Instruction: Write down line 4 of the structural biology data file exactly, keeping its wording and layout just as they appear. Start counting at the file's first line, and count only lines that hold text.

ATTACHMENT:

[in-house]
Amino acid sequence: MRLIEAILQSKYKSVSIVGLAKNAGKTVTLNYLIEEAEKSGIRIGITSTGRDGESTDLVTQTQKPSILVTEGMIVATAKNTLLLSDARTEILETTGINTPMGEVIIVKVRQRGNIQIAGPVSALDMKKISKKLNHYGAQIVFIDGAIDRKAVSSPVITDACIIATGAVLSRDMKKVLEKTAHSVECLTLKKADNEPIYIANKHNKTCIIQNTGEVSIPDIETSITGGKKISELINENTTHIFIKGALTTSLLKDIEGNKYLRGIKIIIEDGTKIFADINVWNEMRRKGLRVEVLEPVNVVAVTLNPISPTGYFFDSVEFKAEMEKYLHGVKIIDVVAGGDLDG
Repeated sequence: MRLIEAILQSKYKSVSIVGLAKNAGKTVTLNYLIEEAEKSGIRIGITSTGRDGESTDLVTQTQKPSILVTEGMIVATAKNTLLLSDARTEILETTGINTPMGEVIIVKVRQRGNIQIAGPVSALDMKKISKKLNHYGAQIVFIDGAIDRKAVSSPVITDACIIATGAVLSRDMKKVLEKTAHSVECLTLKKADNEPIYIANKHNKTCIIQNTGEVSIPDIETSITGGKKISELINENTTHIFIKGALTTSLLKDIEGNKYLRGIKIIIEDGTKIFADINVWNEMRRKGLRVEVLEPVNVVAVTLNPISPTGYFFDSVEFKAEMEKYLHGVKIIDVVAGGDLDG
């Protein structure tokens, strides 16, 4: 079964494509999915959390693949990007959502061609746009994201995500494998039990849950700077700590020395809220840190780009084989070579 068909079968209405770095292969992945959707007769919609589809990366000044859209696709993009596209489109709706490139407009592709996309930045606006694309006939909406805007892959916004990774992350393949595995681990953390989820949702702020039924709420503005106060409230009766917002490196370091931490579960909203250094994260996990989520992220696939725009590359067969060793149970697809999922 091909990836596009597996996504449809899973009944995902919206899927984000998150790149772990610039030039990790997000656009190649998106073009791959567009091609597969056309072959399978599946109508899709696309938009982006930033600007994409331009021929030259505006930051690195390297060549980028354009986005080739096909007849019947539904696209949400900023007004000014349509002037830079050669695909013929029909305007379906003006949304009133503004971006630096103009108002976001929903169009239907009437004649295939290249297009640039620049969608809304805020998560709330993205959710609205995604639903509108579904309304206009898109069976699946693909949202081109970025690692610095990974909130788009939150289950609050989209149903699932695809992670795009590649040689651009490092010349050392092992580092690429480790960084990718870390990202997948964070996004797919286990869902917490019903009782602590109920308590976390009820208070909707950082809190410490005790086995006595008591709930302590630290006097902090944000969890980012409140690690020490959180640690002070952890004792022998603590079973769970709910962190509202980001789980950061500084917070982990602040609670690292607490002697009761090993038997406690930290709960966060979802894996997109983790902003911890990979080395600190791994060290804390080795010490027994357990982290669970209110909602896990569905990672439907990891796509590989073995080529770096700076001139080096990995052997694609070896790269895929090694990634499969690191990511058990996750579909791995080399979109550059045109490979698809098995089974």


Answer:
């Protein structure tokens, strides 16, 4: 079964494509999915959390693949990007959502061609746009994201995500494998039990849950700077700590020395809220840190780009084989070579 068909079968209405770095292969992945959707007769919609589809990366000044859209696709993009596209489109709706490139407009592709996309930045606006694309006939909406805007892959916004990774992350393949595995681990953390989820949702702020039924709420503005106060409230009766917002490196370091931490579960909203250094994260996990989520992220696939725009590359067969060793149970697809999922 091909990836596009597996996504449809899973009944995902919206899927984000998150790149772990610039030039990790997000656009190649998106073009791959567009091609597969056309072959399978599946109508899709696309938009982006930033600007994409331009021929030259505006930051690195390297060549980028354009986005080739096909007849019947539904696209949400900023007004000014349509002037830079050669695909013929029909305007379906003006949304009133503004971006630096103009108002976001929903169009239907009437004649295939290249297009640039620049969608809304805020998560709330993205959710609205995604639903509108579904309304206009898109069976699946693909949202081109970025690692610095990974909130788009939150289950609050989209149903699932695809992670795009590649040689651009490092010349050392092992580092690429480790960084990718870390990202997948964070996004797919286990869902917490019903009782602590109920308590976390009820208070909707950082809190410490005790086995006595008591709930302590630290006097902090944000969890980012409140690690020490959180640690002070952890004792022998603590079973769970709910962190509202980001789980950061500084917070982990602040609670690292607490002697009761090993038997406690930290709960966060979802894996997109983790902003911890990979080395600190791994060290804390080795010490027994357990982290669970209110909602896990569905990672439907990891796509590989073995080529770096700076001139080096990995052997694609070896790269895929090694990634499969690191990511058990996750579909791995080399979109550059045109490979698809098995089974």